06 November 2014

Bone Dreams

I dreamt last night.
It answered my question
about whether the dead dream.
Must mean dreams come from bones
not brains, bones as scaffolding 
for psych and soul with the DNA of generations 
carried deep within 
bones' marrow.

But about that dream,
some ancestral reverberation 
straight from the marrow,
grandfathers galloping through,
priests stealing things from children,
a girl rising up to accuse the priest,
she took things back too, wanted to reclaim
her grandfather's treasures, 

That's what you can do with bones:
stand, yell, take, hold, dream.

Inspired by Grace at dVerse Poets Pub who wrote about The Book of the Dead Man by Marvin Bell and asked us for a poem written by one dead. The link has expired but here it is posted for Mama Zen with Words Count in the Garden who wrote of the circus and requested 90 words or less about which performer you are. This is skeleton man, or dead man walking.

04 November 2014

A Country You Carry in Your Pocket

A country you carry in your pocket,
stays there as forgotten as pocket lint
but filters your perceptions, marks you plain when 
you walk through the world, it's not only you,
your country is in your pocket, carried lightly
or heavy in its heft, gravid as you meet others
with other countries in their pockets.

Posted too late for Mama Zen's Flash Fiction 55 over in the Garden so here it is for Kerry's Open Link instead. Inspired by Brian at the dVerse Poets Pub who shared the first line in one of his posts. It got me thinking of my experiences living in Italy and traveling around Europe.

29 October 2014

This Poem Is the Poppies

This poem is the poppies,
one red ceramic poppy
for each British soldier killed
in WWI, a castle moat
filled with a red sea planted
in waves by silent volunteers
stretched as far as eyes can see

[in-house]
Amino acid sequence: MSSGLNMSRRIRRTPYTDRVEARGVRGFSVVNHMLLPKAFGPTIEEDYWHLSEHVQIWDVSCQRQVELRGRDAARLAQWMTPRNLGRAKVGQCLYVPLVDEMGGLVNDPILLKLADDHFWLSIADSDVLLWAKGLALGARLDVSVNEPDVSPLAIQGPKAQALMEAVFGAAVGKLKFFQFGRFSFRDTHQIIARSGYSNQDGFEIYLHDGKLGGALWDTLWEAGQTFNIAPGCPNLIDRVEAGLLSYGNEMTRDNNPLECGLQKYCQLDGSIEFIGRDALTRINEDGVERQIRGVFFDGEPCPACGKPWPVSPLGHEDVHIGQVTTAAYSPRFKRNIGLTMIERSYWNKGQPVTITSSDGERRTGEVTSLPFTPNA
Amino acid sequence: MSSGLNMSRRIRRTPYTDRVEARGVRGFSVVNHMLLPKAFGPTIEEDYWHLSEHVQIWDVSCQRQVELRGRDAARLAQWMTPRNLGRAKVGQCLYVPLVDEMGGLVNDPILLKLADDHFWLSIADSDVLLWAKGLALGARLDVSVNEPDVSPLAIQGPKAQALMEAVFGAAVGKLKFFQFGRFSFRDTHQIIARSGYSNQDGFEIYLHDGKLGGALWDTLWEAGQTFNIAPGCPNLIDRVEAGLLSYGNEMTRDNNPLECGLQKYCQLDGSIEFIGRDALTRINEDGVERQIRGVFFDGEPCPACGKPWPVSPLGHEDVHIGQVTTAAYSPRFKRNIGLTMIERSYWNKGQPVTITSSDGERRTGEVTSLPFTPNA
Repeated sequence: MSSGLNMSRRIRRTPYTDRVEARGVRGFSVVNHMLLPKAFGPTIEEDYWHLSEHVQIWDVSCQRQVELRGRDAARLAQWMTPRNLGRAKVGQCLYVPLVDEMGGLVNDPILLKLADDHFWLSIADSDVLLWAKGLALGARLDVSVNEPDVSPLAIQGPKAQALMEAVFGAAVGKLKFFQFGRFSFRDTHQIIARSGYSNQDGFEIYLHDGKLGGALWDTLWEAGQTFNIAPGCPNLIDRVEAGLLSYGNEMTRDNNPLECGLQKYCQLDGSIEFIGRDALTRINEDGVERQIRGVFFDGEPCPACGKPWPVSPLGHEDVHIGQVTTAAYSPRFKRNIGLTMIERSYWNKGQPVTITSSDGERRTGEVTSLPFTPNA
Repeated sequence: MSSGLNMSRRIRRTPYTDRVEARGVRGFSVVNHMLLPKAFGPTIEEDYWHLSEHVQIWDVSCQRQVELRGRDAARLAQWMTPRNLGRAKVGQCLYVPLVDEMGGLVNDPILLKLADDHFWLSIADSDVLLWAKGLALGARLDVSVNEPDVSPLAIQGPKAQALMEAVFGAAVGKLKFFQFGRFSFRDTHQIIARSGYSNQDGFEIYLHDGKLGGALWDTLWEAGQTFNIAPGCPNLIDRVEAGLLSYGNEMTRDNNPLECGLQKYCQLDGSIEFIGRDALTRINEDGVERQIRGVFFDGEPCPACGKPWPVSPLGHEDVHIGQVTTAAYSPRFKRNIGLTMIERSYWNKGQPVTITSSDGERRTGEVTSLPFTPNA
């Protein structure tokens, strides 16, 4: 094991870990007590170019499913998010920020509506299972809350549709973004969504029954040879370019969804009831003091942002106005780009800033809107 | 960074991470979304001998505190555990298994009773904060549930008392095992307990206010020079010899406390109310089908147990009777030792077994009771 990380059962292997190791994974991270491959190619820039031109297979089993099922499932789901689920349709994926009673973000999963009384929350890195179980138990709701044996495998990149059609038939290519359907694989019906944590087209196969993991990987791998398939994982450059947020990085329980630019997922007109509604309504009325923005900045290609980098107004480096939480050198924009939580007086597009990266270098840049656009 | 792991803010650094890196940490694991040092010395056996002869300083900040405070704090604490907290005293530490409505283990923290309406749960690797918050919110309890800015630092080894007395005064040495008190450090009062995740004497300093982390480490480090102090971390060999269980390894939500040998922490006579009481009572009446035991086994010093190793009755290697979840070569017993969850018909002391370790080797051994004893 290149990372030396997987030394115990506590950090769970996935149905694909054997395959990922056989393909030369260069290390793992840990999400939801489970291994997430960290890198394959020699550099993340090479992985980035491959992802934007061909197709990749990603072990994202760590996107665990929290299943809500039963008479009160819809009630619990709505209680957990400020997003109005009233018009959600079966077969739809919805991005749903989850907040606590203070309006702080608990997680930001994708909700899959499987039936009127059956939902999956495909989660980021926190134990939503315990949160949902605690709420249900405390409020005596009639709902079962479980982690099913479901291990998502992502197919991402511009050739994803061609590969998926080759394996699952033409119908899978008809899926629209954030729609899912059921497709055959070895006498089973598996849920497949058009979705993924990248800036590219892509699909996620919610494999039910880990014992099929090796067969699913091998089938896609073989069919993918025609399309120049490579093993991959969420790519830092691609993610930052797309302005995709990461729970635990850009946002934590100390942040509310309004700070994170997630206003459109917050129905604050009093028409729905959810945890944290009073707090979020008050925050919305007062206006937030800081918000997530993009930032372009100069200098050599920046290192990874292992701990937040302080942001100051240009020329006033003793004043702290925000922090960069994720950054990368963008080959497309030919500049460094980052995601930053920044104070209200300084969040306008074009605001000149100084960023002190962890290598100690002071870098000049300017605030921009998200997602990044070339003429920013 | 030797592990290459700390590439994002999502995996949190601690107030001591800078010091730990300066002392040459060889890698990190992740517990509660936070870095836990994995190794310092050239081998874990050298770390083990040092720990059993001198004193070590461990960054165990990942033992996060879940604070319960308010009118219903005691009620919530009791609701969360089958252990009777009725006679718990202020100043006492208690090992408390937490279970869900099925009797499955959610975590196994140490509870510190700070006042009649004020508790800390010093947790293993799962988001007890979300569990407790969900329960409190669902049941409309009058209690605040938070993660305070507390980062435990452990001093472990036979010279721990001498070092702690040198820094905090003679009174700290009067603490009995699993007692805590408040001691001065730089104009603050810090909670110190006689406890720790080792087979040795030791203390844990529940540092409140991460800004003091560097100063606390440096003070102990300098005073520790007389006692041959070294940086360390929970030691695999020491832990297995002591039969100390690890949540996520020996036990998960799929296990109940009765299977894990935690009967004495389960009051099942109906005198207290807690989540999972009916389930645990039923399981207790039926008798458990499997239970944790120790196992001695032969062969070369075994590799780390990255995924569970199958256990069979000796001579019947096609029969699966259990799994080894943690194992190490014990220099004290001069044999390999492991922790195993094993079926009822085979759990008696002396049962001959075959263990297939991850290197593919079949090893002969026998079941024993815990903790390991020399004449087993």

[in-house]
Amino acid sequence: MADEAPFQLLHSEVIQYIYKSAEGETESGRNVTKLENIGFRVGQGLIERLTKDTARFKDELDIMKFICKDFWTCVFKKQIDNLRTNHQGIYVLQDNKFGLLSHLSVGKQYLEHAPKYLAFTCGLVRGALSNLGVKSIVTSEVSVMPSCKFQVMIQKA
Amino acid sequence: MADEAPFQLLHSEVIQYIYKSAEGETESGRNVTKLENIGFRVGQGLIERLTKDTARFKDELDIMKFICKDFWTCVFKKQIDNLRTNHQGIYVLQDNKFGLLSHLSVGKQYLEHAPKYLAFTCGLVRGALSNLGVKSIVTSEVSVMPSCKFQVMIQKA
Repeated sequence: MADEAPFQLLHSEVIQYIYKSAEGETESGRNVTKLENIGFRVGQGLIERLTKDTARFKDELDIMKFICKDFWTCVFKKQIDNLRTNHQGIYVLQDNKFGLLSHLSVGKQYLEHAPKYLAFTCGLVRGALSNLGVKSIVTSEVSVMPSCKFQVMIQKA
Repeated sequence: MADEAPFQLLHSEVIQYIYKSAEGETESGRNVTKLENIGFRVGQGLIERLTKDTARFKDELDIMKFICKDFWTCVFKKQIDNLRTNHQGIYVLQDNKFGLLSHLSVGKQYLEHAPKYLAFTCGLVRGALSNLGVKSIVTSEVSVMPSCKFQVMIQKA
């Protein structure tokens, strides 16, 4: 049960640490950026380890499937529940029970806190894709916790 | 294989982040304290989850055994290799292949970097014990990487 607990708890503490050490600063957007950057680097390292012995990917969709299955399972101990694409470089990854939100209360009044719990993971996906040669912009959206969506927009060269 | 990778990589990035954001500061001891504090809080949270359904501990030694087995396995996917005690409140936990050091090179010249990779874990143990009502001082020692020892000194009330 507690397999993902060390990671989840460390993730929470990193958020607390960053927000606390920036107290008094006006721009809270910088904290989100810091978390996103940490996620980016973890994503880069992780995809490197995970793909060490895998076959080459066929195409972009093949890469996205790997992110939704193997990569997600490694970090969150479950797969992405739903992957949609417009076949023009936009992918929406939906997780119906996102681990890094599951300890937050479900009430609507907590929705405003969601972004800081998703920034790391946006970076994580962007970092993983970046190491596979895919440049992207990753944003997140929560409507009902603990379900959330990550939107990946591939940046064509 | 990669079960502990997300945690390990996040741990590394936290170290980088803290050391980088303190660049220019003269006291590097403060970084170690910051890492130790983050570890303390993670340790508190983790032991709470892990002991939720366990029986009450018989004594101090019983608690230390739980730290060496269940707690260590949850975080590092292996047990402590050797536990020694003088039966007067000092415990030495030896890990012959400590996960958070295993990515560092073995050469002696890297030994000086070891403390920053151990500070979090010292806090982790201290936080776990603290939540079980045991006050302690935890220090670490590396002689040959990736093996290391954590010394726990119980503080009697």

and farther than hearts can bare.
This poem is the war
did not end wars.
It happened again
and again and again.

Posted for Gabriella at dVerse Poets Pub who has us writing War Poetry. I saw this exhibit in London in September where a single red ceramic poppy was planted in the moat around London Tower for each soldier lost in WWI. There will be 800,000 when finished so this is just a fraction. WWI was called the war to end wars at the time. There were over 37 million military and civilian casualties.

27 October 2014

A Poem in October

October here is not the October of my youth,
days remain warm even while nights cool,
sun invites final days of outside dining,
children catch last hours of outdoor play.

Grapes, harvested in great trucks, are pressed
and judgements made on the stamp this year's weather,
vines are cut back to trunk, ground tidied for the coming year,
all focus is now on making wine with the year's distinctive vintage.

Olives, coaxed from generations old trees, spill on the ground
to be scooped into burlap bags and quickly pressed for oil,
shared with pickers, family and friends before sale of all excess,
pruned branches burn in fields and scent the air with turf- like smells.

Octobers of my youth were things of color,
an extravaganza of New England fall colors,
New England at its best, a lavish 
showiness of reds, yellows, oranges, fuchsia,

the abandonment of Pilgrim reserve to flaunt a ruckus of color,
whole mountainsides wild with flamboyant spectacle,
the boisterous rave of hills doubled in reflective lakes,
even small ponds mirrored the elaborate abundance of color

to dazzle us before the bare thickets of winter appeared,
fallen leaves filled yards, got pressed to preserve color
against the black and white of winter,
were fingered while lingering in front of winter fires.

Posted for Open Link Monday with Magaly at Imaginary Garden with Real Toads and prompted by Kerry's earlier encouragement to read Dylan Thomas's  Poem in October
I took the photo in New Hampshire.